Who asked for this movie? Sure, a reboot of Tarzan isn’t an inherently bad idea, especially considering Disney’s success with the character, but who wanted a historically-contextual Tarzan film, one that not only depicts surprisingly little vine-swinging, but that features no actual animals? The Legend of Tarzan is not an all-bad blockbuster; at points its gorgeous vistas make up for its completely flat characters and exposition filled dialogue. But aesthetics alone cannot make up for The Legend of Tarzan’s biggest problem: the classic Tarzan story is rife with problematic tropes, none of which The Legend of Tarzan can overcome.
It’s certainly aware of the inherent issue of telling a story about a white beastmaster conquering the savagery of Africa. It takes pains to humanize the people of the Congo, to refute the concept of their primitiveness with snippets of culture and sympathy. But ultimately the film uses the Africans in the same way as the brutal Belgians: as tools to be exploited for the white man’s benefit. King Leopold II’s brutality puts him on par with the dictators of the 20th century; some estimates of his death toll are as high as 15 million. The Legend of Tarzan never disrespects this atrocity, but never gives it the depth it deserves either. It comes off as a movie about Jews in Poland during WWII that only mentions the Holocaust in passing. Some Africans are shown fighting with Tarzan, in an obvious attempt to “include” them in the heroic story…but the action always seems to sideline them when it’s time for the real hero to split some heads. Samuel L. Jackson seems like a token, limping alongside the far more agile Tarzan, unable to do nearly as much damage with his rifle as Tarzan manages with his fists.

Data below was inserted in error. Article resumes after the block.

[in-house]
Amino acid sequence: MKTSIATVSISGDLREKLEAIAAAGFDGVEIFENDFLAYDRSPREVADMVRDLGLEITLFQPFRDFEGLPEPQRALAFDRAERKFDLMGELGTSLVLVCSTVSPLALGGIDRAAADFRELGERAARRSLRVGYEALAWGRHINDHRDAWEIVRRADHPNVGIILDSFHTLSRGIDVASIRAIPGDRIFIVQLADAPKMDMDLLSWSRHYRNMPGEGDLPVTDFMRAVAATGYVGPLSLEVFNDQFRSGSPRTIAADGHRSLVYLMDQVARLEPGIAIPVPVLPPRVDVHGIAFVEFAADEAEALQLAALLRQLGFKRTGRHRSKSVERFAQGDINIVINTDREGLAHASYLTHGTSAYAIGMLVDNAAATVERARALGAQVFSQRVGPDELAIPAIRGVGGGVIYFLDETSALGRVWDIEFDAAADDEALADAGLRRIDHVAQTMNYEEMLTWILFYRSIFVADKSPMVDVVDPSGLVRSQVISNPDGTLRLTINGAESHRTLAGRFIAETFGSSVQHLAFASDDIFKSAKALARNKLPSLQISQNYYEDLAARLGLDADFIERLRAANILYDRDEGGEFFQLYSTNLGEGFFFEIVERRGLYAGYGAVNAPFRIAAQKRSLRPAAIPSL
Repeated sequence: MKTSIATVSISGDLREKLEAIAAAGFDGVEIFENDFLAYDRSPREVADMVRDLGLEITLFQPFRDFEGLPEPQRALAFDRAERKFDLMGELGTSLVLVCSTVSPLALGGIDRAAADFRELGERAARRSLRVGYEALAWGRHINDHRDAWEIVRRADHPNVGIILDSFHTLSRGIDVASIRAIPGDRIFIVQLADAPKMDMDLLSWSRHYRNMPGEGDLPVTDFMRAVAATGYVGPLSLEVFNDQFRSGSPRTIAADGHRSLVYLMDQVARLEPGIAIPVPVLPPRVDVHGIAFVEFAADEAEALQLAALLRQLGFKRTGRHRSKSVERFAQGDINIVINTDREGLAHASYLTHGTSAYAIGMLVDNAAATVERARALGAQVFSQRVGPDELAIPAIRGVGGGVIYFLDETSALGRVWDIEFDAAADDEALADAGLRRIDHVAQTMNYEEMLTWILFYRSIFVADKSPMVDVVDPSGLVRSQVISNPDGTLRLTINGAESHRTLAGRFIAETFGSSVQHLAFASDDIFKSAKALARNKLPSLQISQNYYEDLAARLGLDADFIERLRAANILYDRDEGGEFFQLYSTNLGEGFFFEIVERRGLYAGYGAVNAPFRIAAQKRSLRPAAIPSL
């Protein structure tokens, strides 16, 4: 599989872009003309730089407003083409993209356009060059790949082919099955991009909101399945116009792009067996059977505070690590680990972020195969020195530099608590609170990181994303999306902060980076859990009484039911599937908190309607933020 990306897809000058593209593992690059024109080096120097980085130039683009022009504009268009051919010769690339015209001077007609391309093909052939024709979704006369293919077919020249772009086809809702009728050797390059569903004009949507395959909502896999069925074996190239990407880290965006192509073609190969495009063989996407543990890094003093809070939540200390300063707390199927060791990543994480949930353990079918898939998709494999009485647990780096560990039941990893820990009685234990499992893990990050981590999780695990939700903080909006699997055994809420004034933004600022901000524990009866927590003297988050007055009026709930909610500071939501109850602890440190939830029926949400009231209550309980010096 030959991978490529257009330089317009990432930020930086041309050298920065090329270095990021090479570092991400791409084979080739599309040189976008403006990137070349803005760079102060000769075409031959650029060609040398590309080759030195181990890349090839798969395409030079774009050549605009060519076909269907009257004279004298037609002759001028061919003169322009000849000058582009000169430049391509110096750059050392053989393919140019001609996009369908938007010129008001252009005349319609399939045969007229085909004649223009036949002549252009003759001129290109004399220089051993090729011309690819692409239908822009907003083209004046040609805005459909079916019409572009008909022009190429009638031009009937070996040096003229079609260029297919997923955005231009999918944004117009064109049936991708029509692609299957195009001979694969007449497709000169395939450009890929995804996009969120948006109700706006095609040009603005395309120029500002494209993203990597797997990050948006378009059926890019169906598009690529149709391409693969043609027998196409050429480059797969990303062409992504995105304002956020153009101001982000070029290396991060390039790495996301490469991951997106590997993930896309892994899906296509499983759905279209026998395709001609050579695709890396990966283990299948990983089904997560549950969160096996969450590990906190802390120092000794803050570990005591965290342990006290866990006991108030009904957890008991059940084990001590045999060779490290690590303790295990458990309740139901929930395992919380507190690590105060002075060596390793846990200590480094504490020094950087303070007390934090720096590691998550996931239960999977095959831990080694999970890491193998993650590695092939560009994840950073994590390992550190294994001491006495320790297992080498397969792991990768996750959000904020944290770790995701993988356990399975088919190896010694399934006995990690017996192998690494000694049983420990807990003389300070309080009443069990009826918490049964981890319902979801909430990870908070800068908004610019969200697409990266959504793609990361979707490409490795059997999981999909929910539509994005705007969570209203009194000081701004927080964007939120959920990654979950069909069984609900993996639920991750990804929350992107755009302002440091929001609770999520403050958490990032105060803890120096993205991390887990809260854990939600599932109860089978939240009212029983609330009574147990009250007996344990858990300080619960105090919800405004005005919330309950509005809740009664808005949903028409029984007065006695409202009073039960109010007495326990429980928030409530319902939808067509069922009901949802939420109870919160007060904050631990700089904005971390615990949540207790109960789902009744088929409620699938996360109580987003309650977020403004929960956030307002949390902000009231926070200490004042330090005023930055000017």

There is a fine line to be drawn here, between a sympathetic white hero helping resist the horrors of colonial exploitation and between a pale-skinned messiah that exists above his world. The Legend of Tarzan misses this line entirely.
It’s such a shame that, even though the writers were aware of such problems, they never took the time to fix them. At one point, Margot Robbie’s Jane is captured, and is asked by the villain to scream in distress to bait Tarzan. “Like a damsel?” she growls, and spits in the villain’s face.
Well, yeah, like a damsel. That’s her primary purpose in the movie.
But even apart from its societal deafness, The Legend of Tarzan is only mediocre as a blockbusting popcorn-chewer. Its fight scenes look like a gorilla grabbed the camera and started violently shaking it up and down. Its CGI lends life and humanity to the film’s cast of animals, but can’t compare with the richness of its most direct competitor The Jungle Book. It gets bogged down in an overly complicated spiderweb of a story, and takes far too long to reach its spectacular finale set-piece.
There is fun to be had here, and, unlike most apparent cash-in films, The Legend of Tarzan is probably worth the time to lay in bed and be entertained for two hours. But we’re living in the golden age of AAA film, with excellent options from Marvel to The Martian, and yes, The Jungle Book available at our fingertips. With that in mind, there’s no need to settle for this brutish, thoughtless ape of a film.